Monday, January 02, 2006

Primer

I just finished watching this on DVD. My head is spinning. My brain is working overtime, trying to figure out all the details. I've spent the last hour reading up on the imdb messageboards trying to make sense of the story.

Primer is a movie where time travel is used to brilliant effect. Two young engineers invent what appears to be a device that allows you to travel short distances to the past. It starts with a lengthy fictionalized scientific discussion on how the two guys actually create the machine. This part is told in a realistic manner that makes the premise of time travel actually plausible. What happens if it actually works?

The ability to go back in time, armed with full knowledge of what the present has in store, is a very powerful weapon. We see subtle changes in our two protagnists' behavior. They start out innocently, using future knowledge of stock prices to their financial benefit. But they end up doing more, seduced by the power of being able to know everything in advance. There are major plot twists near the end of the movie, at which point I completely lost track of what was going on. It becomes a complex puzzle, as layers upon layers of time travel adjustments and interactions between different iterations of past selves takes place. And it's a fun, bewildering ride.

You really need to pay attention while watching this film. The ending left me saying 'huh?' and it took me some time browsing the message boards, reading alternate user interpretations before I got a semblance of what actually happened near the end. If you like thinking and puzzle movies you will love this one. But if your idea of a good movie is to relax and watch the next car chase scene with explosions you will probably hate this one.

My personal interpretation: The focus of Primer concerns various time travel possibilities. How does this affect the parties who can control time. How does it deal with certain causality conflicts i.e. killing one's own grandfather, thus preventing your birth, etc. We are given a realistic interpretation of what could actually occur and a subtle commentary on how power and control affects the human psyche.

This movie was made on an extremely tight budget, reportedly just $7,000. Many of the scenes were shot in one take. And the two main actors end up telling the story of events that happened rather than us seeing the events ourselves. One major complaint I have is that a lot of the big points that would have made the story easier to understand were not emphasized to the viewer. So we are left with lots of small clues and left wondering whether they are significant or not. The movie could benefit by making some of the important parts easier to understand, with dialogue and timing organized to underline the key events. Because this was not done, I found myself having to watch the DVD more than once to get a better grasp of the story.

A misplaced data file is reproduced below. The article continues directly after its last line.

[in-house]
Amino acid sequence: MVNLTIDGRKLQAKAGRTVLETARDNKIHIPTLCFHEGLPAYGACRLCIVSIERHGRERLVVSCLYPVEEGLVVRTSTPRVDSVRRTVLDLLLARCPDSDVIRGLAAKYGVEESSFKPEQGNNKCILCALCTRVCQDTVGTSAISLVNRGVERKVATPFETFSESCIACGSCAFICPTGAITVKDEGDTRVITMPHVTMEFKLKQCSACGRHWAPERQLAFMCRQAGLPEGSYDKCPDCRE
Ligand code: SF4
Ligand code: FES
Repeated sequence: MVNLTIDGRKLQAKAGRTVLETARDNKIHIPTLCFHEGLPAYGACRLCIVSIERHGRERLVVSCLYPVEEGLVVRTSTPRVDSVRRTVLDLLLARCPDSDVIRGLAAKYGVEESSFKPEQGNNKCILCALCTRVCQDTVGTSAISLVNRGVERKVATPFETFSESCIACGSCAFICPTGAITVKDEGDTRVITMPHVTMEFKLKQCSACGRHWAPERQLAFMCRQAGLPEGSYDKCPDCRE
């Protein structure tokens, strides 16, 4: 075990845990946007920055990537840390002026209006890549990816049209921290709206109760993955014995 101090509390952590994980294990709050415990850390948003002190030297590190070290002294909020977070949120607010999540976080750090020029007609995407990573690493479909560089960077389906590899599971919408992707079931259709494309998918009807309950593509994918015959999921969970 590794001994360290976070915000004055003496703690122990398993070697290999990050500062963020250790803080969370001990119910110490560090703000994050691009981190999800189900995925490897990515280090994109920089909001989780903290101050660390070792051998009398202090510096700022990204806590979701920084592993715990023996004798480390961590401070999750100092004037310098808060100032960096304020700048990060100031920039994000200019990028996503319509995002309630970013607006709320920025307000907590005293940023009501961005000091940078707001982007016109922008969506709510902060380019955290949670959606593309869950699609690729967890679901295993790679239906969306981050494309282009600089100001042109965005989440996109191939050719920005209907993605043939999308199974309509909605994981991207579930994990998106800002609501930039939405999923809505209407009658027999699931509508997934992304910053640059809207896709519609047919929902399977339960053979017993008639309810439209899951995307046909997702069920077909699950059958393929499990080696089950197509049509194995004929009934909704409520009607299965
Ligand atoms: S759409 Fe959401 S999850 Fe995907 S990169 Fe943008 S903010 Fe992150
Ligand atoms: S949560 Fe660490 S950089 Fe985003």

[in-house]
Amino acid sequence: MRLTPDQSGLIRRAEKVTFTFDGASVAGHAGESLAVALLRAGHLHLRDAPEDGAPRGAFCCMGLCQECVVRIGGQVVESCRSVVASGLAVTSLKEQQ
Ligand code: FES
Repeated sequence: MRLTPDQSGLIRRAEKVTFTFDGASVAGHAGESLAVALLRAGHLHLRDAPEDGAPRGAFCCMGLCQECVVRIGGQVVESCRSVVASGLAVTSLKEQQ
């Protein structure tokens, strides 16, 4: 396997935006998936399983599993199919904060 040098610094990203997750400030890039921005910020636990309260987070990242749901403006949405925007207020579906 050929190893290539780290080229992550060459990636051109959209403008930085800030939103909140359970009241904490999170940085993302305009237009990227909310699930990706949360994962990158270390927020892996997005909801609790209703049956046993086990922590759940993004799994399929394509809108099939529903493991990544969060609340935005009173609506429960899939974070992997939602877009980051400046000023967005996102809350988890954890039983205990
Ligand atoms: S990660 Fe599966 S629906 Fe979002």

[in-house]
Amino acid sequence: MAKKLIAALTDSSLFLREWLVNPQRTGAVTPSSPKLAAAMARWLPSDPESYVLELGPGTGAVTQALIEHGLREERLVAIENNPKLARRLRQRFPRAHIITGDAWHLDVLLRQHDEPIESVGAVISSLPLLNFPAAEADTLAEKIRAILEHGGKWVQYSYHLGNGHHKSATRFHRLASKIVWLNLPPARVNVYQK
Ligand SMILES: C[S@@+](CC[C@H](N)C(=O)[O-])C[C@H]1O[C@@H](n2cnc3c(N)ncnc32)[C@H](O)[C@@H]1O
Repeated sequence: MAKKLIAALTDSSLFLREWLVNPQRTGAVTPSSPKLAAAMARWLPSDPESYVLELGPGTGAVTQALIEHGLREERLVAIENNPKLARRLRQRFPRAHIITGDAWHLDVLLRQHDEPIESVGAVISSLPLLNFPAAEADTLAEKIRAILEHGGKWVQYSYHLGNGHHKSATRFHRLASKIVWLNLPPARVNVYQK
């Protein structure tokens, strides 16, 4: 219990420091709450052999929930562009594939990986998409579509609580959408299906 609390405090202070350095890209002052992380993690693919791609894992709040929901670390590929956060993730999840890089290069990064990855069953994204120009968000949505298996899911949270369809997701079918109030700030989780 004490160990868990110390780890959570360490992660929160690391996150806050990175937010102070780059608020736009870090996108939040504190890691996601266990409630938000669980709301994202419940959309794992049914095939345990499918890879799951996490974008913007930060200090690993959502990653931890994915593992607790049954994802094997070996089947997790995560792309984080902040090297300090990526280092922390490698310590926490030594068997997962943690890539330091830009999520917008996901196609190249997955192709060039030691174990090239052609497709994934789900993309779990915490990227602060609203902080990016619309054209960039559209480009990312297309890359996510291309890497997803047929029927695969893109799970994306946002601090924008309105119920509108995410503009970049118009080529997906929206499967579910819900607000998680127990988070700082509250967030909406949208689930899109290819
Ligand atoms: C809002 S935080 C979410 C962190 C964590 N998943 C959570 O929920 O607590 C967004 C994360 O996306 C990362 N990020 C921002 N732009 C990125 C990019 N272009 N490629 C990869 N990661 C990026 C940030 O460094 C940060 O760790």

I'd like to see this movie remade with a bigger budget. With some of the scenes shown to the viewer as it occured rather than have it narrated by the actors. Perhaps tweak and revise the screenplay to dumb it down slightly and make it easily digestible in small doses rather than all at once. I can't wait for director Shane Carruth's next film.

All in all, a unique story. A brilliant geek movie that didn't get much mainstream attention.


Rating: 4/5 * * * *
What happens if it actually works?

2 comments:

rmacapobre said...

how different is it from the butterfly effect?

rob said...

Butterfly Effect is more about entertainment and drama while Primer is more realistic, showing how it could actually happen in real life. Primer will make you think more.